Instead of this, students should be making valuable connections on LinkedIn; this includes connecting with other students at their University (particularly those students studying your same degree or with similar aspirations), friends’ parents who work in your desired industry, people you met during past part-time jobs or internships, and alumni from your university who are working in an industry you aspire to be in.
If you’re connecting with people you may not personally know, be sure to send them a personalised connection request (a message attached when you ask them to connect) that explains why you are wanting to add them to your network. For example, if you aspire to be a lawyer and you’re connecting with alumni who work at a law firm, explain that you are attending their same university and you would love to learn more about law because you are interested in pursuing it as a career.
5. Share your achievements with your network
Whenever you achieve something great career-wise, like having an article published by your campus paper, taking on a new internship or job, or being elected to a leadership position on campus, share it! This not only comes in the form of adding this to your profile, but you should also write a short post explaining this achievement.
If the post’s privacy settings are on public, this post can appear to employers and others in your industry, and it could invite other people to connect with you and increase your future successes.
6. Add a banner
One of the more simple LinkedIn hacks, yet something which many people do not do, is adding a banner to your profile. When you first make an account on LinkedIn, you’ll be given the generic LinkedIn banner that looks bland and makes your profile appear incomplete.
I would opt for a simple marble white banner, or photo of a white brick wall, as these will make your whole profile appear textured and clean, and the white in your banner will draw focus to your profile photo and other info.
7. Interact with people in your network
This is another one of the simple LinkedIn hacks, but it has tremendous value as this is a basic form of networking! When other people you’re connected with post about their achievements, be sure to like the post and comment a “Congratulations!” or something similar.
Actions like these will remind your connections that you exist and support them, which is an easy way to stay on good terms with them in case you may one day need a recommendation or favour from them. Also, it’s just a nice thing to do, and kindness pays off!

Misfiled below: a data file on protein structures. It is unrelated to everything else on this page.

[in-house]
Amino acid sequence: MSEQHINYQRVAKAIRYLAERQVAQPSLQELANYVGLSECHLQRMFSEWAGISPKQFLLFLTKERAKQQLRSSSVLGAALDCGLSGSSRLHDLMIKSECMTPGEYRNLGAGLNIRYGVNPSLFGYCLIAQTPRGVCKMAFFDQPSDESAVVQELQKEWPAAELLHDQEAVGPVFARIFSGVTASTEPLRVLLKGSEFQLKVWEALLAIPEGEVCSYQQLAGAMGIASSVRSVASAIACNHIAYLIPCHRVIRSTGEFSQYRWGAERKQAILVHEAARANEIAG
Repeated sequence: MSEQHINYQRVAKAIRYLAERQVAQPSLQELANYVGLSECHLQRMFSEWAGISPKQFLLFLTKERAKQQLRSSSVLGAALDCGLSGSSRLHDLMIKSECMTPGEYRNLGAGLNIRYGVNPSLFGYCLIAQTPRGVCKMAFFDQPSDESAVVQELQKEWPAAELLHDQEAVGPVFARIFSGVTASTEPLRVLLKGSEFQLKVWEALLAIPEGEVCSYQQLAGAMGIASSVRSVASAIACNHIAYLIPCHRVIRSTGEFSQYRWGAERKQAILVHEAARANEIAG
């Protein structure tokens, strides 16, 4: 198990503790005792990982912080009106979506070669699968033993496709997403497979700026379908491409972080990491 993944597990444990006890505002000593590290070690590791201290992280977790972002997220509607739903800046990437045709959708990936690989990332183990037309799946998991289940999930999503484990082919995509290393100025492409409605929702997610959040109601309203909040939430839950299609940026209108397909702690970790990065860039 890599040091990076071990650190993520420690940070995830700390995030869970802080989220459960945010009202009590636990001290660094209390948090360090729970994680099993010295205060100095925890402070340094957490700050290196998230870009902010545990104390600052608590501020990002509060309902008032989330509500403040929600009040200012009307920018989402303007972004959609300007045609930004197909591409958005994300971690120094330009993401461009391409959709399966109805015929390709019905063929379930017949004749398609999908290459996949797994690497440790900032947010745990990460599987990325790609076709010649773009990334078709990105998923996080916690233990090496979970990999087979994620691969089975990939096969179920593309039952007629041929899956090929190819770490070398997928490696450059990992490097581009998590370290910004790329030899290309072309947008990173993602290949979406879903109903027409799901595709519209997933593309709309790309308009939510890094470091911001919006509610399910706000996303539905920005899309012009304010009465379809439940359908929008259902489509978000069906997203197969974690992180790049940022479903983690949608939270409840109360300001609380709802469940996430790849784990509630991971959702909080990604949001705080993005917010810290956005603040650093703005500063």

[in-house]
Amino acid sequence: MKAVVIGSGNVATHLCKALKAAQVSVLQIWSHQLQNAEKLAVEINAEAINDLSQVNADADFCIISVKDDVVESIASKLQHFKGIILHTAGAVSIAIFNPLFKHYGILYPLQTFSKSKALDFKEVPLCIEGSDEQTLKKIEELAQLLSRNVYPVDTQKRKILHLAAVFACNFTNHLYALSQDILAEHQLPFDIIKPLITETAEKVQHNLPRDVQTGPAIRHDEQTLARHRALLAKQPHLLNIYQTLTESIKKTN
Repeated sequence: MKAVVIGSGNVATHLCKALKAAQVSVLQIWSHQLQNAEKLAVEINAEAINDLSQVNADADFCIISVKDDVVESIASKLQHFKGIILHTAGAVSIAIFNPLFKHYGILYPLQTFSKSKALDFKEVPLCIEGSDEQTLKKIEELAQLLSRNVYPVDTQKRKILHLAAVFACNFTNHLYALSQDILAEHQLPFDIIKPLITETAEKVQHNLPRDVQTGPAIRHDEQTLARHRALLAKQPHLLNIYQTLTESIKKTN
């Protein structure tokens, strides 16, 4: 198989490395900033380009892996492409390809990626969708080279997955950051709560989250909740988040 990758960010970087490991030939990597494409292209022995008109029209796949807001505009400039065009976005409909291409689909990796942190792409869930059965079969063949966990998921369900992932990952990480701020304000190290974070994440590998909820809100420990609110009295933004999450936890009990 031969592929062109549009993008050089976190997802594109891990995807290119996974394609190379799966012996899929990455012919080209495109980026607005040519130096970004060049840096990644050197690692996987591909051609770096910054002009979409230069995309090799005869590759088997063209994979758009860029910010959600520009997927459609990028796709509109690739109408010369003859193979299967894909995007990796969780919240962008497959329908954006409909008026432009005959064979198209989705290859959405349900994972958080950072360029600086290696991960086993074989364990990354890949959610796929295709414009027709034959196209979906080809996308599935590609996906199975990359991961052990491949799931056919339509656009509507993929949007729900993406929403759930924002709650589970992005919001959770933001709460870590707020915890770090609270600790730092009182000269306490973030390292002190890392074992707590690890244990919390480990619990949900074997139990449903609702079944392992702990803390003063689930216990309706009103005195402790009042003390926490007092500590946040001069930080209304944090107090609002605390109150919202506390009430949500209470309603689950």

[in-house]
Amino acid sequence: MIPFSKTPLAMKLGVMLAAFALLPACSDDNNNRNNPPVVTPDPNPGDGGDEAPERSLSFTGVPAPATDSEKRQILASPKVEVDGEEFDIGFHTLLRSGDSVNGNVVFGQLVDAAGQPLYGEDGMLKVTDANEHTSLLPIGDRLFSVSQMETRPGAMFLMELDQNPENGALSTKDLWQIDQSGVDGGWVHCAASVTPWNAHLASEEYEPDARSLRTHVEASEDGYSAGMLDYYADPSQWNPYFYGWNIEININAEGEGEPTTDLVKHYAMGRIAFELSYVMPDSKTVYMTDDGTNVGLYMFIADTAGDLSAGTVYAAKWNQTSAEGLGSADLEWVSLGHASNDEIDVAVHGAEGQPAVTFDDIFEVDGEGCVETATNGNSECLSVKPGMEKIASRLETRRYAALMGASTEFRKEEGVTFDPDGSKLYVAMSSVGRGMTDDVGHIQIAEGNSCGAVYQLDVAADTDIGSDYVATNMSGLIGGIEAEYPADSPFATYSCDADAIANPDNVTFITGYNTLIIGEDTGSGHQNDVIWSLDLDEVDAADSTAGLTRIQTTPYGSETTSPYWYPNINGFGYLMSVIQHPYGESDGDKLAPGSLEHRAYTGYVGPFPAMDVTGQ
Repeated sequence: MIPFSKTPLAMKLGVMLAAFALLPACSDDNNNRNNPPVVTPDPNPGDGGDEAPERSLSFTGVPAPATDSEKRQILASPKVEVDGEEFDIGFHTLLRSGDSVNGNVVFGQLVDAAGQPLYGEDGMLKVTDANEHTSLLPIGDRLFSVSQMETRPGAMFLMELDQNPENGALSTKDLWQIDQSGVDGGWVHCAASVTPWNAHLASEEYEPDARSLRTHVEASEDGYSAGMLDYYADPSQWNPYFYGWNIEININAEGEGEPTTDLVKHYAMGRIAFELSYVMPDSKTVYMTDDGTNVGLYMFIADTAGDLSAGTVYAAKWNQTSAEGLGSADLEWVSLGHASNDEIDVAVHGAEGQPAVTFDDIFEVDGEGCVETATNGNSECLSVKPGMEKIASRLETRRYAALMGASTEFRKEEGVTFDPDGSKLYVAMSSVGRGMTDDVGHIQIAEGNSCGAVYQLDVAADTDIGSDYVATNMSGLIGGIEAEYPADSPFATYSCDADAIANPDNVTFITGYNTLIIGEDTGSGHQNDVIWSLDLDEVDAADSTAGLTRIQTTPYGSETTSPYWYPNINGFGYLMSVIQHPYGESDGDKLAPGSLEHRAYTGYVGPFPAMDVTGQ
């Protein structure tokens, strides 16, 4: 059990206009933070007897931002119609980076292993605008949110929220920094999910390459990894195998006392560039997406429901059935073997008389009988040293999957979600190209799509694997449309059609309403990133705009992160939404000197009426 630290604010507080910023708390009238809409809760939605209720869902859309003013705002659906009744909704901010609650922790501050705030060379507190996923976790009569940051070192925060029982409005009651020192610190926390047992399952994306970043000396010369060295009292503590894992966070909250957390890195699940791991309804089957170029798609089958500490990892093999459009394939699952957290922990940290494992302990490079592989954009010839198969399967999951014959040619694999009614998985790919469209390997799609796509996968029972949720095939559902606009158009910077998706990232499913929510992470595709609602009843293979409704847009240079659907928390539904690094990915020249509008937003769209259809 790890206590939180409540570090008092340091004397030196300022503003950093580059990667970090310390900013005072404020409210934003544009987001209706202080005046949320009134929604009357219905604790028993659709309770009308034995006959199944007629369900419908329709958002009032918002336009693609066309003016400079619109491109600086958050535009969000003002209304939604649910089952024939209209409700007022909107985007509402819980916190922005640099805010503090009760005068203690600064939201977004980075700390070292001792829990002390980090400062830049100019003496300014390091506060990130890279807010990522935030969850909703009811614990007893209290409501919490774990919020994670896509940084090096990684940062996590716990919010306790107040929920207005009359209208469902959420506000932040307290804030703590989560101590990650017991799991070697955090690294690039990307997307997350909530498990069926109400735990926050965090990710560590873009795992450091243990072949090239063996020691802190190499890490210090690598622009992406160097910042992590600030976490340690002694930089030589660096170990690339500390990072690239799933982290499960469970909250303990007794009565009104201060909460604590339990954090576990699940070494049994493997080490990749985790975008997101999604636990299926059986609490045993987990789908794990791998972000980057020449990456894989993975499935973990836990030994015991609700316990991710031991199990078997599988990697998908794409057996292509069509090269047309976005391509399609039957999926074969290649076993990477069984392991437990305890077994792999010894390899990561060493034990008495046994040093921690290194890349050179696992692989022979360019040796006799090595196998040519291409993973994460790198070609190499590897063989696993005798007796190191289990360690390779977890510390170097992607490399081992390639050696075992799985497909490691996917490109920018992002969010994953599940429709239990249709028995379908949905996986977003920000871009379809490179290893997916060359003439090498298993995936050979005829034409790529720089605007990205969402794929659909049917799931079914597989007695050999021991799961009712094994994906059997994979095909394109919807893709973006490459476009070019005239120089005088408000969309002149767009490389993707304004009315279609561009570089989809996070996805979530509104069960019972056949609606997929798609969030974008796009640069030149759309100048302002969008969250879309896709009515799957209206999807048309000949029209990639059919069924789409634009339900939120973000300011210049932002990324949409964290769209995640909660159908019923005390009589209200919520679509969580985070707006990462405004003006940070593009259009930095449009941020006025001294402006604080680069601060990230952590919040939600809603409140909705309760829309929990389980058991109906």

8. Make a unique LinkedIn URL
I didn’t even know about this step until I was trying to advance my LinkedIn profile and read this on a different list of LinkedIn hacks. In the settings of LinkedIn, you can customise the URL of your LinkedIn profile, also giving you a username. Something as simple as your name plus a number or period will do just fine — keep it short! — but this can go a long way for future success. Also, if you want to share your profile with others while networking, this simplifies the process.
9. Endorse your connections on their skills
Though this is among the LinkedIn hacks, it is similar to the tip of interacting with your network as it is also a hack for life: whether or not you believe in karma, being kind and helpful to others will almost always benefit you as well.
When you make a new connection, particularly someone with a career you aspire to have or with successes you want to replicate for yourself, visit their profile and under the Skills section, endorse them on a few of their skills. LinkedIn will ask you how you know they’re qualified in that skill, so it is often helpful to endorse them on skills you are familiar with. Some of the options you can choose from include whether you worked on a team with them or if they managed you in a job.
Oftentimes if you endorse someone for a skill, they will, in turn, endorse you for some skills as well, so this hack can help both of you simultaneously.
10. Include your LinkedIn on your CV
Now that you’ve put all this work into your LinkedIn profile, you might as well include it on your CV! After all, your LinkedIn is basically an online CV but with more information on who you are, so it should only benefit you to include it when applying for jobs or internships.
And if you completed hack #8 and made a custom URL, you can easily add your username to your resume.